|Extreme details are all well and good...|
|... but it's also possible to accomplish as much with less.|
Tying it Together
Esoteric ramblings aside, how does this relate to immersion? Well, consider one game that's been receiving awards left and right and has had more discussion than just about any other game this year, The Elder Scrolls V: Skyrim. One foundation of Bethesda games, and made even more apparent than ever in Skyrim, is the degree to which the micro-level details of the game world serve to immerse the player. Walking through the virtual streets of Whiterun, one overhears conversations specific to characters (that often tie in with story events or quests), people attend their jobs and perform tasks during the appropriate hours (based not just on the time of day, but also days of the week), and so on. One is struck immediately by just how well-realized the game world is, how much care and effort went into it, how each conversation must have been written in advance, and painstakingly scripted and bug-tested...
... and therein lies the major problem. As impressive as a game like Skyrim is, especially upon initially starting it up and being staggered by the sheer amount of detail it achieves over such a huge scale, it's also woefully expensive to produce that amount of unique content. It might keep more developers working (something I certainly can't argue with!), but it also means that the production cycle is lengthened significantly. Skyrim, on its own, is huge, and even without all its personalized NPC schedules, contextual conversations, hand-placed props in every house that speak to the personalities of the owners, and so on, it'd be a massive undertaking to build... adding all that on top, while certainly helpful, doesn't really astound much beyond the intitial first impression. The first few hours might be absorbing, but even after that, the dialogue starts to repeat, the character behaviours are revealed to ultimately be pretty limited, and those individually-placed objects blend into the backdrop of the game world. What was once special, and which probably took so much of the game's development time, is in the long term no more persuasive or immersive than the content of any other Bethesda game.
Meanwhile, another problem rears its head: for all its detail, Skyrim is also extremely poor at implementing that macro-level consistency as far as game mechanics are concerned. The game initially reeks of political intrigue and drama, the expanded speech skill hints at benefits to winning over allies, and quest lines like the Dark Brotherhood allow the player to do some pretty drastic things... only, none of it ever really matters. Aside from being able to, occasionally, kill a few named quest NPCs, the player's impact on the game world is minimal at best. No matter how many Thieves Guild members the player finds (or kills), the city as a whole will always be plagued by thieves even of most of them lie dead. Likewise, no matter who wins the civil war, most NPCs fail to even acknowledge that it's ended in the first place. What could have become the crux of the game instead becomes only more noticeable and hurts immersion more and more the longer the player inhabits the game world.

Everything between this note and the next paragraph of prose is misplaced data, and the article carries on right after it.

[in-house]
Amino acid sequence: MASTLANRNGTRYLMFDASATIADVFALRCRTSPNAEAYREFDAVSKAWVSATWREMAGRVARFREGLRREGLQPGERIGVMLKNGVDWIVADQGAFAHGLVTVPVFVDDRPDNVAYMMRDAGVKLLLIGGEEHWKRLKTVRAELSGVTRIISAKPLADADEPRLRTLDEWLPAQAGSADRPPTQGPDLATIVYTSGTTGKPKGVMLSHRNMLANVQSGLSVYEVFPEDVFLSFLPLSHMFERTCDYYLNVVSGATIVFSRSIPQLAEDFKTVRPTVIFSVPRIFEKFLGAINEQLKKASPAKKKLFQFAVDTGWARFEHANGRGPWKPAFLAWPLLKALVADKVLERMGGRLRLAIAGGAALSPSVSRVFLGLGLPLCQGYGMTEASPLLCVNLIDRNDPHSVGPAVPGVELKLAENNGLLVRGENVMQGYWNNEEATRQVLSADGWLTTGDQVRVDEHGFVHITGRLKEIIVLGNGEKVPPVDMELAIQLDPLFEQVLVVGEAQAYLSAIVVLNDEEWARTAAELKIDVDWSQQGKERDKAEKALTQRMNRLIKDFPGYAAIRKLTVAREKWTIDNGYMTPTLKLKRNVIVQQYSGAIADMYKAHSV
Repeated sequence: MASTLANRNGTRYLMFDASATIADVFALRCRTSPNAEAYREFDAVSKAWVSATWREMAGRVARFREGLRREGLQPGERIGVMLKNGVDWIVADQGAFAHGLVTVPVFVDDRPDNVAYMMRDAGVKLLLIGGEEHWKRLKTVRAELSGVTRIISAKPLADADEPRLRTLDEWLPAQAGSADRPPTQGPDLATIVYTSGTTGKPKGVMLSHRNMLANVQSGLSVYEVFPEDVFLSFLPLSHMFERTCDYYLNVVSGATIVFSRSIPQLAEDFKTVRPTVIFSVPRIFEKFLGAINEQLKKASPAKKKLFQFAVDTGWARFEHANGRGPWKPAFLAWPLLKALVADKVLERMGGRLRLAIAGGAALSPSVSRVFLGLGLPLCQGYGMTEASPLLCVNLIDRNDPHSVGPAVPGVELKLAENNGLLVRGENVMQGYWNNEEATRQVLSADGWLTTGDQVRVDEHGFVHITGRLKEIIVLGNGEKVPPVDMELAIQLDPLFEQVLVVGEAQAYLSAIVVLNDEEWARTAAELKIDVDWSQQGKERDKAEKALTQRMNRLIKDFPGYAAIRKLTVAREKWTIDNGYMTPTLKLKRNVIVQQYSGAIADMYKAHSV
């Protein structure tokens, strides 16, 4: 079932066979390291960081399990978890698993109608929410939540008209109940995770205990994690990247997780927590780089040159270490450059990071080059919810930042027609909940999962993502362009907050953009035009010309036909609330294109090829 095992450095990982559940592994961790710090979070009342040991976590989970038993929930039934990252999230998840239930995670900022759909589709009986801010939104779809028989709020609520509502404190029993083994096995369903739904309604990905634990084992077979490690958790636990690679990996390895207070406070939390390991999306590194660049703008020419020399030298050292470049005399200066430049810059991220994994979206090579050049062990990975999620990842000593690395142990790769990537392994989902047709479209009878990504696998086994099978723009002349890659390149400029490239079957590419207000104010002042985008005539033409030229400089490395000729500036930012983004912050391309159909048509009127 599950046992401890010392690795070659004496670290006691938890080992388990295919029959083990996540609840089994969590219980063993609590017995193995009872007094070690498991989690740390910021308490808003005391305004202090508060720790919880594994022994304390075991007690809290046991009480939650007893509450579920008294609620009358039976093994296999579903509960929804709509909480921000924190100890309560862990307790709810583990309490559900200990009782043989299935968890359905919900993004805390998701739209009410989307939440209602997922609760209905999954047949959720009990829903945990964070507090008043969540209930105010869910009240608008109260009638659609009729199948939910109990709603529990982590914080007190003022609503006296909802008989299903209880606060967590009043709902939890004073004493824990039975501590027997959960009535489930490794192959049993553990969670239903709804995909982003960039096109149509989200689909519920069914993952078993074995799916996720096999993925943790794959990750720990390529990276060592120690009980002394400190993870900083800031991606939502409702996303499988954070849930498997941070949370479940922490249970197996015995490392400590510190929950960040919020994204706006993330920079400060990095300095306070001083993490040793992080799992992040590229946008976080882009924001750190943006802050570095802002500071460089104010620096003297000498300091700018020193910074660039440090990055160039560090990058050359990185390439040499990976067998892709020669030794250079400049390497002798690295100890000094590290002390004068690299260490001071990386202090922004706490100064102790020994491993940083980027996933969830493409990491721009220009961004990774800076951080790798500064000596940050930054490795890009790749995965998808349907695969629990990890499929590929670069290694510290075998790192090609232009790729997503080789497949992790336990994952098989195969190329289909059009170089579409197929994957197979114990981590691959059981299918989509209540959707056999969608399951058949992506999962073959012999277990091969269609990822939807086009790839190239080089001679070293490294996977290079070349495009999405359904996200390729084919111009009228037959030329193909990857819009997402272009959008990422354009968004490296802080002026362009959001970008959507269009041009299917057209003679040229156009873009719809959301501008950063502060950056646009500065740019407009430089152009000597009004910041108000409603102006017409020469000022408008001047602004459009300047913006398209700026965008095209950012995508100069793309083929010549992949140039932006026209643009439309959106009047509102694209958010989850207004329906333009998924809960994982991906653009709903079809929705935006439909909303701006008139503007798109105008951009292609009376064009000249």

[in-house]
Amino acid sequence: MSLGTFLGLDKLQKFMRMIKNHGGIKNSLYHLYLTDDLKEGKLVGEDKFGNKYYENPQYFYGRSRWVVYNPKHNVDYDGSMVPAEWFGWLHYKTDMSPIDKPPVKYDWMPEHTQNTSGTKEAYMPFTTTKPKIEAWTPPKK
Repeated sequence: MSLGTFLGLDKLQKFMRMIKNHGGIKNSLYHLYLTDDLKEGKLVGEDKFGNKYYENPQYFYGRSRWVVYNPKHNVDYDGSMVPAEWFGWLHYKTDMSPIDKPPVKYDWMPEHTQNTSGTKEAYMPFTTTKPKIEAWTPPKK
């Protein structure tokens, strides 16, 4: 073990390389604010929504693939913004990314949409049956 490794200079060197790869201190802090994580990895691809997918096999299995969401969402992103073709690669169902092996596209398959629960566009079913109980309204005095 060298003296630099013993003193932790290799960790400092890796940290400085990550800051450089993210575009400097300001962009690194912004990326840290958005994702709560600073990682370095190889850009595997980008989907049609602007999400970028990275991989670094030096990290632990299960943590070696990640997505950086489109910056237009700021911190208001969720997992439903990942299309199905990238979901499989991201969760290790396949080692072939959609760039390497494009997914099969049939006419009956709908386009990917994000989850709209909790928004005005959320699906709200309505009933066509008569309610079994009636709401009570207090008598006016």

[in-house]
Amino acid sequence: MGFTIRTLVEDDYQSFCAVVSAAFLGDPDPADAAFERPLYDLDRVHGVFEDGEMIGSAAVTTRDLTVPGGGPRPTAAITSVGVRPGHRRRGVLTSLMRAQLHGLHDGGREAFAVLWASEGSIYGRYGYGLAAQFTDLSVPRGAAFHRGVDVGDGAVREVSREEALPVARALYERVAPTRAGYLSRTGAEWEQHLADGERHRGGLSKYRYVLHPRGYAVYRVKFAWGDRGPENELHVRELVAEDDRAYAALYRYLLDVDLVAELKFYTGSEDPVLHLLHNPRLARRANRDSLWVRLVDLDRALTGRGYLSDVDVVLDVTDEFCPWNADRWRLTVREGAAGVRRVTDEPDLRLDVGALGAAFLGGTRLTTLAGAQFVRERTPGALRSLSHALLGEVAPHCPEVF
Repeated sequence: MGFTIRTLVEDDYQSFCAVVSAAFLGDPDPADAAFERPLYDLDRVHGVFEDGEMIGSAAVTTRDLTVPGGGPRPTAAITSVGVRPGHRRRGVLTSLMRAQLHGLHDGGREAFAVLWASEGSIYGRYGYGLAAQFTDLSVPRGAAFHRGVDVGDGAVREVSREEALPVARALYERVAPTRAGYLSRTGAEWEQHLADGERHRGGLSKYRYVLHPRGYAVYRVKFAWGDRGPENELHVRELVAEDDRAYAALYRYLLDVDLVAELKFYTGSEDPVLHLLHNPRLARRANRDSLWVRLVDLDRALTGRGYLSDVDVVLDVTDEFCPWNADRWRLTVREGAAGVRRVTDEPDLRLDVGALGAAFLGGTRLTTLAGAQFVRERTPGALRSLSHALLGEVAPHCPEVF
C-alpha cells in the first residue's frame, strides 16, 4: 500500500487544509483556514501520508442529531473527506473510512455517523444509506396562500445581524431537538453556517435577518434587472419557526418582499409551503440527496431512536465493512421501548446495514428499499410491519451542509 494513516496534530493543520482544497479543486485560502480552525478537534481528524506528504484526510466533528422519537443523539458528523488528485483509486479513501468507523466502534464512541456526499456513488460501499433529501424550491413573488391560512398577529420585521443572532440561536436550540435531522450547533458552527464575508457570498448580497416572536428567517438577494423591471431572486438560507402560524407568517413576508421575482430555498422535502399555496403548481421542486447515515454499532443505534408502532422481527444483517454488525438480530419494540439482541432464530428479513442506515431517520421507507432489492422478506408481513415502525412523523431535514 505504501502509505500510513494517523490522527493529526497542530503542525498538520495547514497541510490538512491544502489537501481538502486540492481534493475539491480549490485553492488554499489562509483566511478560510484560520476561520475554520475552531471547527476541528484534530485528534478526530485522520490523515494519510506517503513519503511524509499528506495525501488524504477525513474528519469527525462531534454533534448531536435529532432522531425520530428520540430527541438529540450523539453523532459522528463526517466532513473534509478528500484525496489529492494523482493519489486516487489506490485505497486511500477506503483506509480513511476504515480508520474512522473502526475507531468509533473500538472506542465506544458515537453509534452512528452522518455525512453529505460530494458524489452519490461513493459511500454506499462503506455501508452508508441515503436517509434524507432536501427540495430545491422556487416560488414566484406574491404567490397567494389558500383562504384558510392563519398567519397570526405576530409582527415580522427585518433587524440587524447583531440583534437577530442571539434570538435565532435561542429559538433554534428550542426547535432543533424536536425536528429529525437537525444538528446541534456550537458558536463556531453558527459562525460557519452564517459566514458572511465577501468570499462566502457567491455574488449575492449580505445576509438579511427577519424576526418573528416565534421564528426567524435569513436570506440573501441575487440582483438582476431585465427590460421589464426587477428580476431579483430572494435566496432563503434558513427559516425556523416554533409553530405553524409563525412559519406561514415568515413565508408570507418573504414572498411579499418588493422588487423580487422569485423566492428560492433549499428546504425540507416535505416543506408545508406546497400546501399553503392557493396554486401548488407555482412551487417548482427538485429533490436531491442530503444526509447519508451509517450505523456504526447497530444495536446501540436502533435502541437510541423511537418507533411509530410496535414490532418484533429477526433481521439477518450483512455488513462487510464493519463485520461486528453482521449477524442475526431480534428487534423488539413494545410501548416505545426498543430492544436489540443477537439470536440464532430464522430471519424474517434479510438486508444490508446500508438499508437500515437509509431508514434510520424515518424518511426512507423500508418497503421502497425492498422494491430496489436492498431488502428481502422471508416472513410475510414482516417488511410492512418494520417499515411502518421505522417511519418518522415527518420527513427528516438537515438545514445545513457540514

|A screen full of global statistics, and the emergent events that they can spawn, often make S.T.A.L.K.E.R. far more engaging than the thousands of static, scripted elements in Skyrim.|
Despite S.T.A.L.K.E.R. having not even a percentage of the characters and dialogue Skyrim does, in focusing less on the individual details and much more on reinforcing aspects of gameplay and story on the macro level, the Zone is infinitely more immersive and realistic. While I'm not privy to the development details of either game, and it's always a bad idea to conflate the design and technical aspects of each game, it's also hard not to look at a game like S.T.A.L.K.E.R. and wonder just what a developer as big as Bethesda could do with more overarching mechanics beyond the character system.
If there is one thing I'd like to mention in finishing up, it's that I certainly value the smaller details as much as I do the big picture. I spent some time differentiating and defining the values of the two, and did so fully because I don't believe that one entirely supersedes the other. Just as those micro-level elements can seem arbitrary without common ground for them to sit on, the larger-scale ones can also be rendered as artificial, cold and lifeless without the small details to give them colour and personality.
As much as I love coherent game worlds governed by an overarching theme, logic or mechanic, the fact is that Kleiner's lab in Half-Life 2 would not be nearly as engaging to explore if not for all those smaller details, and I don't think expressing Alyx's story value in the form of a virtual pet-style game mechanic would be very appropriate either. There is a place for both, but it's in recognizing their relative values and producing games that take full advantage of that knowledge that defines good game design and project management. For all the talk those small details get, ultimately I don't think that's what sticks with players or makes for a better game, and it's certainly not making games any cheaper or easier to produce.